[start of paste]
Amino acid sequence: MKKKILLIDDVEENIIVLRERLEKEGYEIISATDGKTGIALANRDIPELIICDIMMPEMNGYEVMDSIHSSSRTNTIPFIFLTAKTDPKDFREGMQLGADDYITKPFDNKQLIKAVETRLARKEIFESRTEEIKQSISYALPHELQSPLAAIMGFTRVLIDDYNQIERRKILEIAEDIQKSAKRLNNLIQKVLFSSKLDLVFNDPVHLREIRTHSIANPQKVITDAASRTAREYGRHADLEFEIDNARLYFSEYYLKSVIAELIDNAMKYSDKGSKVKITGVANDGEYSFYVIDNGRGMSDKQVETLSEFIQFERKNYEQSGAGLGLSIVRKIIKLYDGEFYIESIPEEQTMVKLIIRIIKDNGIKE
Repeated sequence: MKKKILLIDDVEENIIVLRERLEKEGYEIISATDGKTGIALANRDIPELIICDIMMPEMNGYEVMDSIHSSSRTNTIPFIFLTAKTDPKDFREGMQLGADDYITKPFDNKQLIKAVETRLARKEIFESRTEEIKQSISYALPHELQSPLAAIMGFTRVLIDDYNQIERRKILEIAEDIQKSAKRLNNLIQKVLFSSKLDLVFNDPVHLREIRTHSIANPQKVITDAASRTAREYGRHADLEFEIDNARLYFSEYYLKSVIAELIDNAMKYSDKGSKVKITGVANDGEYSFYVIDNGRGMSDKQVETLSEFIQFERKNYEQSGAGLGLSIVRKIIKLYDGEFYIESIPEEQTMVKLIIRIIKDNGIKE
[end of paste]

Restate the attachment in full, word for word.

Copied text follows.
Amino acid sequence: MKKKILLIDDVEENIIVLRERLEKEGYEIISATDGKTGIALANRDIPELIICDIMMPEMNGYEVMDSIHSSSRTNTIPFIFLTAKTDPKDFREGMQLGADDYITKPFDNKQLIKAVETRLARKEIFESRTEEIKQSISYALPHELQSPLAAIMGFTRVLIDDYNQIERRKILEIAEDIQKSAKRLNNLIQKVLFSSKLDLVFNDPVHLREIRTHSIANPQKVITDAASRTAREYGRHADLEFEIDNARLYFSEYYLKSVIAELIDNAMKYSDKGSKVKITGVANDGEYSFYVIDNGRGMSDKQVETLSEFIQFERKNYEQSGAGLGLSIVRKIIKLYDGEFYIESIPEEQTMVKLIIRIIKDNGIKE
Repeated sequence: MKKKILLIDDVEENIIVLRERLEKEGYEIISATDGKTGIALANRDIPELIICDIMMPEMNGYEVMDSIHSSSRTNTIPFIFLTAKTDPKDFREGMQLGADDYITKPFDNKQLIKAVETRLARKEIFESRTEEIKQSISYALPHELQSPLAAIMGFTRVLIDDYNQIERRKILEIAEDIQKSAKRLNNLIQKVLFSSKLDLVFNDPVHLREIRTHSIANPQKVITDAASRTAREYGRHADLEFEIDNARLYFSEYYLKSVIAELIDNAMKYSDKGSKVKITGVANDGEYSFYVIDNGRGMSDKQVETLSEFIQFERKNYEQSGAGLGLSIVRKIIKLYDGEFYIESIPEEQTMVKLIIRIIKDNGIKE